UPDATE: Preparing for Potential Operational Impacts of COVID-19

Coronavirus, now officially referred to as COVID-19, continues to spread, causing global impacts, including numerous travel bans, reduced air travel, and selloffs in financial markets. Cases are now confirmed in 49 nations. The World Health Organization (WHO) has raised its assessment of the risk of spread and the risk of impact of COVID-19 to very high at a global level.

2019 Novel Coronavirus

Recommended Preparedness Measures

The U.S. Centers for Disease Control (CDC) recommends that U.S. businesses, schools and municipalities should prepare to implement social distancing measures designed to limit the spread of the disease. Social distancing measures include:

  • Dividing schools into smaller groups of students or temporarily closing schools
  • Canceling in-person meetings and conferences
  • Making arrangements for employees to work from home

Businesses and organizations should consider forming management committees to examine sick leave and other human resources policies to determine whether modifications are warranted due to the COVID-19 threat.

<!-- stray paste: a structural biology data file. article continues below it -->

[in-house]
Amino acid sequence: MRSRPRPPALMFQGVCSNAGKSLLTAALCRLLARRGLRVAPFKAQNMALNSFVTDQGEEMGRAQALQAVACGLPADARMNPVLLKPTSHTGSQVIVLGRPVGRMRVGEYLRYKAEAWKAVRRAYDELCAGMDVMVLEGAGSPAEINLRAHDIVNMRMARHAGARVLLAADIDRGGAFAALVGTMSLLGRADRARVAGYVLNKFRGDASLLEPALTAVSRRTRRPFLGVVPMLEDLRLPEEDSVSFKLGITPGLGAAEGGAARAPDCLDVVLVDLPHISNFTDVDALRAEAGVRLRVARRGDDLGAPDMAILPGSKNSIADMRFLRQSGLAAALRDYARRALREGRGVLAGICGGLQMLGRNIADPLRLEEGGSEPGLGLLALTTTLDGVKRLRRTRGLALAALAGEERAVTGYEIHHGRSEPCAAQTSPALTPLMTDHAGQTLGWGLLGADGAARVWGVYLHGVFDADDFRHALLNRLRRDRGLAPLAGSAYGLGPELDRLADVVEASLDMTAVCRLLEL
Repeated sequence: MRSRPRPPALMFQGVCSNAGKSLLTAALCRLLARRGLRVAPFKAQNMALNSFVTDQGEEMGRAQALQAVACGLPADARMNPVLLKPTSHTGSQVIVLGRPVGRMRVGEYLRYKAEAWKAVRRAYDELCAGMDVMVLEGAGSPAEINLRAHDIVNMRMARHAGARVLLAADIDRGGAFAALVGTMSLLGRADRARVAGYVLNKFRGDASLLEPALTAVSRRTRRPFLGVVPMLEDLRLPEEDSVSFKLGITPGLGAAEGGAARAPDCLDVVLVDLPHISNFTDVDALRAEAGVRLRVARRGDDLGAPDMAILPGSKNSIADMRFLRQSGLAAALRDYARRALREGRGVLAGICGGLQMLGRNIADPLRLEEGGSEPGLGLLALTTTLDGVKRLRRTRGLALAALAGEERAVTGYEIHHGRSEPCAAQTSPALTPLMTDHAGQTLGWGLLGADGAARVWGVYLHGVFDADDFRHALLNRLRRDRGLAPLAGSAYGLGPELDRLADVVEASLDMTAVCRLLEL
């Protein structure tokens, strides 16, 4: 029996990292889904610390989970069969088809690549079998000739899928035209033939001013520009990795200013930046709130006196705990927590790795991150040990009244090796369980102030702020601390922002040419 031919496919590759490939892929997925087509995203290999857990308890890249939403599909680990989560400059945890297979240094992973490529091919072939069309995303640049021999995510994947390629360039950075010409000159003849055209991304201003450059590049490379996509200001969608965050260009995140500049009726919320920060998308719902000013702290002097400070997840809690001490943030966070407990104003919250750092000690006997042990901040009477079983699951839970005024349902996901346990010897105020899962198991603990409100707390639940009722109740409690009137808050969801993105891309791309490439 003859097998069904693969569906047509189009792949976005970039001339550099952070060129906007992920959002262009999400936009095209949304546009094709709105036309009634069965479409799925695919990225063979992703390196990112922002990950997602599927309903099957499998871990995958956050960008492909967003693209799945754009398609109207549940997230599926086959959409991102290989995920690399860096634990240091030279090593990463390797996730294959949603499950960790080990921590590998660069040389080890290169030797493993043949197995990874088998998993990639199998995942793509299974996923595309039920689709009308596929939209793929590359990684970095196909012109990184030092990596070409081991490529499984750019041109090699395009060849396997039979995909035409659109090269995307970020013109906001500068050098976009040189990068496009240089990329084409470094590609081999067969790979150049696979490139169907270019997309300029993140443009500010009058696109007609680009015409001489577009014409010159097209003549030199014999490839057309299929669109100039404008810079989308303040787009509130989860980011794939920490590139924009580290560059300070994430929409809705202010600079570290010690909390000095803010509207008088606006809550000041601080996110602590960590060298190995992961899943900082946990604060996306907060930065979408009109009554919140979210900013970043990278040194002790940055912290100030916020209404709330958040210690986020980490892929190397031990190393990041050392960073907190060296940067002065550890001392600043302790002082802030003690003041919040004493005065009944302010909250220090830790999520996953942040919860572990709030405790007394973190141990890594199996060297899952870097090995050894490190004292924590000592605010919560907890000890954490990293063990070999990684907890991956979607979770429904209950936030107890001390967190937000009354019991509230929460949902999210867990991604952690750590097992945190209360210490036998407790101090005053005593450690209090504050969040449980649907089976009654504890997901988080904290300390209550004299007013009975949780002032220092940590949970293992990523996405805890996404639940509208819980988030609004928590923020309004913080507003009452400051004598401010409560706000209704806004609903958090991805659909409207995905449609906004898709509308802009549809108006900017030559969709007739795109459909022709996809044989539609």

Businesses should prepare for possible increased absenteeism. Now is the time to establish policies regarding absenteeism due to travel restrictions, sick employees, and employees who are fearful of commuting to work. Determine thresholds that would trigger the need for temporary closures or other modifications to operations. 

Businesses should also consider potential problems associated with “presenteeism.” Employers should educate employees on COVID-19 symptoms and on how to increase their chances of avoiding infection. Employees should be instructed to stay home from work if they are experiencing symptoms or if they have traveled to a region with a COVID-19 outbreak or otherwise been exposed to an infected person or environment.